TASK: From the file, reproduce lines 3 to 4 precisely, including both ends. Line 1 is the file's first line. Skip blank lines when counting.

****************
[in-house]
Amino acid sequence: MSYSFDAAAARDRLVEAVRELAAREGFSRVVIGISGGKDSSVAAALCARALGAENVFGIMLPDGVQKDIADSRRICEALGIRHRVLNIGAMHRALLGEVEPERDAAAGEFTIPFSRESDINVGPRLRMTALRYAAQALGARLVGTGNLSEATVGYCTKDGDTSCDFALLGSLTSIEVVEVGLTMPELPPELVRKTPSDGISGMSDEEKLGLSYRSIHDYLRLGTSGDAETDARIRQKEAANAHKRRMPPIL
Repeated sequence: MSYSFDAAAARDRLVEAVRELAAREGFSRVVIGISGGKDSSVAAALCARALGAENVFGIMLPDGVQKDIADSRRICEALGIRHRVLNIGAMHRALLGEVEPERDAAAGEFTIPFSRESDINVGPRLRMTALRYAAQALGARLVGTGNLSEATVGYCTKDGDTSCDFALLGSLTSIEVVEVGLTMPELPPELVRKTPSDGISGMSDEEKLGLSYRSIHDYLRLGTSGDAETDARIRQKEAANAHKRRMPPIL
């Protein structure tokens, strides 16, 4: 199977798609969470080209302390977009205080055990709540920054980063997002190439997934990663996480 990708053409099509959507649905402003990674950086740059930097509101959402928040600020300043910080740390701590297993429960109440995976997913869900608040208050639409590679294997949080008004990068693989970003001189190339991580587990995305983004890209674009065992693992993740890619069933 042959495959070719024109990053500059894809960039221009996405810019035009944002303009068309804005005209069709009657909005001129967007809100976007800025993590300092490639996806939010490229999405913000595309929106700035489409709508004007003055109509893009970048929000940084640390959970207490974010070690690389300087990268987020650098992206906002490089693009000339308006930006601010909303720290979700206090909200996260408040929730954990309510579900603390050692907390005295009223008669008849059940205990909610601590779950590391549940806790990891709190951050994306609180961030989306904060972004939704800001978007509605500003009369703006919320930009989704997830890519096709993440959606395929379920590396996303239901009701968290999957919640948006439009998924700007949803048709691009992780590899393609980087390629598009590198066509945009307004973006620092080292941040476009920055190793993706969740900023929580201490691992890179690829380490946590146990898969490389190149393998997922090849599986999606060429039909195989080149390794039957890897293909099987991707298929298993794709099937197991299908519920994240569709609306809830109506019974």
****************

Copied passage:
Repeated sequence: MSYSFDAAAARDRLVEAVRELAAREGFSRVVIGISGGKDSSVAAALCARALGAENVFGIMLPDGVQKDIADSRRICEALGIRHRVLNIGAMHRALLGEVEPERDAAAGEFTIPFSRESDINVGPRLRMTALRYAAQALGARLVGTGNLSEATVGYCTKDGDTSCDFALLGSLTSIEVVEVGLTMPELPPELVRKTPSDGISGMSDEEKLGLSYRSIHDYLRLGTSGDAETDARIRQKEAANAHKRRMPPIL
């Protein structure tokens, strides 16, 4: 199977798609969470080209302390977009205080055990709540920054980063997002190439997934990663996480 990708053409099509959507649905402003990674950086740059930097509101959402928040600020300043910080740390701590297993429960109440995976997913869900608040208050639409590679294997949080008004990068693989970003001189190339991580587990995305983004890209674009065992693992993740890619069933 042959495959070719024109990053500059894809960039221009996405810019035009944002303009068309804005005209069709009657909005001129967007809100976007800025993590300092490639996806939010490229999405913000595309929106700035489409709508004007003055109509893009970048929000940084640390959970207490974010070690690389300087990268987020650098992206906002490089693009000339308006930006601010909303720290979700206090909200996260408040929730954990309510579900603390050692907390005295009223008669008849059940205990909610601590779950590391549940806790990891709190951050994306609180961030989306904060972004939704800001978007509605500003009369703006919320930009989704997830890519096709993440959606395929379920590396996303239901009701968290999957919640948006439009998924700007949803048709691009992780590899393609980087390629598009590198066509945009307004973006620092080292941040476009920055190793993706969740900023929580201490691992890179690829380490946590146990898969490389190149393998997922090849599986999606060429039909195989080149390794039957890897293909099987991707298929298993794709099937197991299908519920994240569709609306809830109506019974």